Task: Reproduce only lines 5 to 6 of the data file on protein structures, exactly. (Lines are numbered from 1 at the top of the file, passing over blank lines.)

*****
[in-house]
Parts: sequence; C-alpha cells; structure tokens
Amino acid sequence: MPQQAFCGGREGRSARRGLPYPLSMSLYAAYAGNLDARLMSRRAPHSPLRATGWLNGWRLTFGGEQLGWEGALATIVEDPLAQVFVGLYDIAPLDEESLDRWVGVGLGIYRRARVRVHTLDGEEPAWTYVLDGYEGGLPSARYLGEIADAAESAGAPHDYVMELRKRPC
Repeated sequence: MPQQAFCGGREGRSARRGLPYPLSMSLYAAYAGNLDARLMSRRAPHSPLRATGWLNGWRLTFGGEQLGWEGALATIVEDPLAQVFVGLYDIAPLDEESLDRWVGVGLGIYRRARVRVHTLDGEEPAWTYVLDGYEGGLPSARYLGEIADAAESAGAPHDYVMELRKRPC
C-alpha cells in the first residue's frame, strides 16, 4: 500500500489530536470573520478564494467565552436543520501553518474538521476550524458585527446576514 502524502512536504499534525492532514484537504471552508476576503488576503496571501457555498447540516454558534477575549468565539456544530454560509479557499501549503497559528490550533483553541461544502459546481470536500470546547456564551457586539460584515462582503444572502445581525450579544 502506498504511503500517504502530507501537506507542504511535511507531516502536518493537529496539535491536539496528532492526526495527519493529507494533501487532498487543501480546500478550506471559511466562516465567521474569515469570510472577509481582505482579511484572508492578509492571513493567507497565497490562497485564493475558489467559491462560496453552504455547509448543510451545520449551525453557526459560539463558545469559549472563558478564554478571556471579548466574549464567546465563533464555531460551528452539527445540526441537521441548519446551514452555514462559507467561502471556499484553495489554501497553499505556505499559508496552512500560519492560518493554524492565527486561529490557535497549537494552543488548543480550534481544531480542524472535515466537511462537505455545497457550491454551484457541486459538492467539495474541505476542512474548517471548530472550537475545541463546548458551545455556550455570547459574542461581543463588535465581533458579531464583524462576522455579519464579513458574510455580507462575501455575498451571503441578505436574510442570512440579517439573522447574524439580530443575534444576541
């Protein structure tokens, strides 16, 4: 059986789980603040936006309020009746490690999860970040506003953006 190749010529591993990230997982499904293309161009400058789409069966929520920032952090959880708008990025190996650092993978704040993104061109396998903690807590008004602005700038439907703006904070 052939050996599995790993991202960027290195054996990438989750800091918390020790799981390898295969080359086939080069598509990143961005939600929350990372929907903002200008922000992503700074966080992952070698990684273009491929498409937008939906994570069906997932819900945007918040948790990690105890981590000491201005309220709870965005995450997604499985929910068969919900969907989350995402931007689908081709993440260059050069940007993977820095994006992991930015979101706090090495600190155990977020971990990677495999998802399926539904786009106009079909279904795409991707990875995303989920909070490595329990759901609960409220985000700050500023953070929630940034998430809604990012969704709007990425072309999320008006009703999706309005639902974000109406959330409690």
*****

C-alpha cells in the first residue's frame, strides 16, 4: 500500500489530536470573520478564494467565552436543520501553518474538521476550524458585527446576514 502524502512536504499534525492532514484537504471552508476576503488576503496571501457555498447540516454558534477575549468565539456544530454560509479557499501549503497559528490550533483553541461544502459546481470536500470546547456564551457586539460584515462582503444572502445581525450579544 502506498504511503500517504502530507501537506507542504511535511507531516502536518493537529496539535491536539496528532492526526495527519493529507494533501487532498487543501480546500478550506471559511466562516465567521474569515469570510472577509481582505482579511484572508492578509492571513493567507497565497490562497485564493475558489467559491462560496453552504455547509448543510451545520449551525453557526459560539463558545469559549472563558478564554478571556471579548466574549464567546465563533464555531460551528452539527445540526441537521441548519446551514452555514462559507467561502471556499484553495489554501497553499505556505499559508496552512500560519492560518493554524492565527486561529490557535497549537494552543488548543480550534481544531480542524472535515466537511462537505455545497457550491454551484457541486459538492467539495474541505476542512474548517471548530472550537475545541463546548458551545455556550455570547459574542461581543463588535465581533458579531464583524462576522455579519464579513458574510455580507462575501455575498451571503441578505436574510442570512440579517439573522447574524439580530443575534444576541
């Protein structure tokens, strides 16, 4: 059986789980603040936006309020009746490690999860970040506003953006 190749010529591993990230997982499904293309161009400058789409069966929520920032952090959880708008990025190996650092993978704040993104061109396998903690807590008004602005700038439907703006904070 052939050996599995790993991202960027290195054996990438989750800091918390020790799981390898295969080359086939080069598509990143961005939600929350990372929907903002200008922000992503700074966080992952070698990684273009491929498409937008939906994570069906997932819900945007918040948790990690105890981590000491201005309220709870965005995450997604499985929910068969919900969907989350995402931007689908081709993440260059050069940007993977820095994006992991930015979101706090090495600190155990977020971990990677495999998802399926539904786009106009079909279904795409991707990875995303989920909070490595329990759901609960409220985000700050500023953070929630940034998430809604990012969704709007990425072309999320008006009703999706309005639902974000109406959330409690």